Facebook

Find us on Facebook!
To keep updated like our page at:

Or on Twitter:
@MusipediaOMetal

Or E-mail us at:
musipediaofmetal@gmail.com

Thursday, 1 March 2018

Reviews: Dukes Of The Orient, Revertigo, Deathbell, The Dystopian Project

Dukes Of The Orient: S/T (Frontiers Records)

Firstly can I just say that the band name is very clever if you know the membership of this band. Made up of American Erik Norlander (Lana Lane) and Englishman John Payne (Asia, GPS) the band is essentially John Payne's Asia under a new name. Payne formed his own version of Asia after Geoff Downes went on to reform the original line up of the band with the the recently and sadly deceased John Wetton on vocals and bass, it was the respect for Wetton and to avoid confusion with Downes version that resulted in the name change.

Payne's version of the group saw him on vocals and bass, Norlander on keys, Guthrie Govan on guitar and Jay Schellen on drums, both of whom featured in Payne's other band GPS, who still have one of my favourite Prog/AOR albums ever and both of whom contribute to this album as well along with guest guitarists Jeff Kollman, Moni Scaria and Bruce Bouillet (all three having replaced Govan in Payne's Asia) with Molly Rodgers providing strings.

So with GPS's album being a favourite of mine, Dukes Of Orient could either be brilliant or terrible, happily the former is the overwhelming feeling, it's a record full of shimmering West-Coast AOR but with 70's progressive changes driven by the beautiful soundscapes of Norlander and Payne's emotion inducing vocals, Amor Vincit Omnia (Love Conquers All for you non Latin speakers) is Payne giving it everything he's got on a piece that could be a hymn such is the phrasing and composition of the song, elsewhere Time Waits For No Man has the pulsing pop styling of Asia and Strange Days is dripping with prog.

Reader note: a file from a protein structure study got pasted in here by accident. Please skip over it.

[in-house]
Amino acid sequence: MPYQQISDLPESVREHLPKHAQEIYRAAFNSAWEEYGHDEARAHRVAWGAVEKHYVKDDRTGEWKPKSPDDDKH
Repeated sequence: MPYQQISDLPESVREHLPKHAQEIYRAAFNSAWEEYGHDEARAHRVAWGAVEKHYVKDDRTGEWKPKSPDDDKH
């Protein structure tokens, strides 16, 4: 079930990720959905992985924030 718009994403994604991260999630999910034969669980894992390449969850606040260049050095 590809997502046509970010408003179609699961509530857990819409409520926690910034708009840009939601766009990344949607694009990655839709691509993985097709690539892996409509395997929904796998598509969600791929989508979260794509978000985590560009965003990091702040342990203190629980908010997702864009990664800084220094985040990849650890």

When I played the album I was really impressed with the production and then after reading the notes around the album I saw that it had been recorded on analogue equipment and produced to audiophile standards, this brings a natural clarity to the record making sound as if pro tools never happened, add to this a cover designed by Rodney Matthews, Dukes Of The Orient is a retro feast for anyone that picked up the 1992 record Aqua (the first Asia album with Payne) or of course those that had been on the AOR/Prog train since they first heard Heat Of The Moment. With a plethora of homemade synths, the bass and vocals of Payne at the forefront and a record that balances both Englishness and Americanisms with deft hand and virtuoso performances. 9/10     

Revertigo: S/T (Frontiers Records)

The second review of a Frontiers collab and this time it's 30 year friends Mats Levén (Candlemass) and Anders Wikström (Treat), together they've written a record that has some modern rock influences and lots of chunky melodic rock that of course sounds like Treat but also Eclipse, Pretty Maids and some of the more recent Avantasia music. Everything is so bold on this record with orchestrations, walls of guitars and Leven's gritty vocals at their peak. Sailing Stones gallops like prime Stallion, Symphony Of Fallen brings a electronic pulse, these two men play all the instruments other than the drums of Thomas Broman and they have made sure this collaboration is an artist expression of their two personalities, it's sometimes political, romantic and cinematic but it doesn't let you get too settled in to a certain style before changing the formula. A fist pumping rock record 30 years in the making and these two Swede's have struck melodic rock dynamite, it's not a reinvention of the wheel just a couple of friends doing what they do best. 7/10